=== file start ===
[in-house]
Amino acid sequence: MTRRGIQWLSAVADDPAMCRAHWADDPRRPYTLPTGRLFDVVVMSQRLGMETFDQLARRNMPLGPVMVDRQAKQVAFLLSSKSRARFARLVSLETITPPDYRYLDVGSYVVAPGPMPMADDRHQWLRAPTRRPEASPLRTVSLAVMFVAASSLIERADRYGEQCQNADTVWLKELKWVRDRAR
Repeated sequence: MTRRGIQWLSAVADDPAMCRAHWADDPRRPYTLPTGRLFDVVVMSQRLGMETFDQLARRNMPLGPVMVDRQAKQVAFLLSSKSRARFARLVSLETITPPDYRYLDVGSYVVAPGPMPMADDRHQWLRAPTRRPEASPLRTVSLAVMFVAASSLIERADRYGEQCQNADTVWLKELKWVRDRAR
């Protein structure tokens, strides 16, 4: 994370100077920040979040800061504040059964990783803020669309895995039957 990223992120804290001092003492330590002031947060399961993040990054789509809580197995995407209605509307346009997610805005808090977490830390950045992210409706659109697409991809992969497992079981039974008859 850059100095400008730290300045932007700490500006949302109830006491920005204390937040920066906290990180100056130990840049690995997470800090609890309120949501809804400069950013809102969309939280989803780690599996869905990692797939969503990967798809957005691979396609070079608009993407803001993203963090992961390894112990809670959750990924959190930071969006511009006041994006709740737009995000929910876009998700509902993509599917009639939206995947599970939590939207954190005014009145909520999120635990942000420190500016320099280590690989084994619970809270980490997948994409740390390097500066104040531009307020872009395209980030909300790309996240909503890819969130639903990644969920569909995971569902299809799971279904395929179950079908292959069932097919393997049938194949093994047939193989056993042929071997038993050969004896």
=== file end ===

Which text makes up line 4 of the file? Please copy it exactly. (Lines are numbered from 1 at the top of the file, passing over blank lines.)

């Protein structure tokens, strides 16, 4: 994370100077920040979040800061504040059964990783803020669309895995039957 990223992120804290001092003492330590002031947060399961993040990054789509809580197995995407209605509307346009997610805005808090977490830390950045992210409706659109697409991809992969497992079981039974008859 850059100095400008730290300045932007700490500006949302109830006491920005204390937040920066906290990180100056130990840049690995997470800090609890309120949501809804400069950013809102969309939280989803780690599996869905990692797939969503990967798809957005691979396609070079608009993407803001993203963090992961390894112990809670959750990924959190930071969006511009006041994006709740737009995000929910876009998700509902993509599917009639939206995947599970939590939207954190005014009145909520999120635990942000420190500016320099280590690989084994619970809270980490997948994409740390390097500066104040531009307020872009395209980030909300790309996240909503890819969130639903990644969920569909995971569902299809799971279904395929179950079908292959069932097919393997049938194949093994047939193989056993042929071997038993050969004896």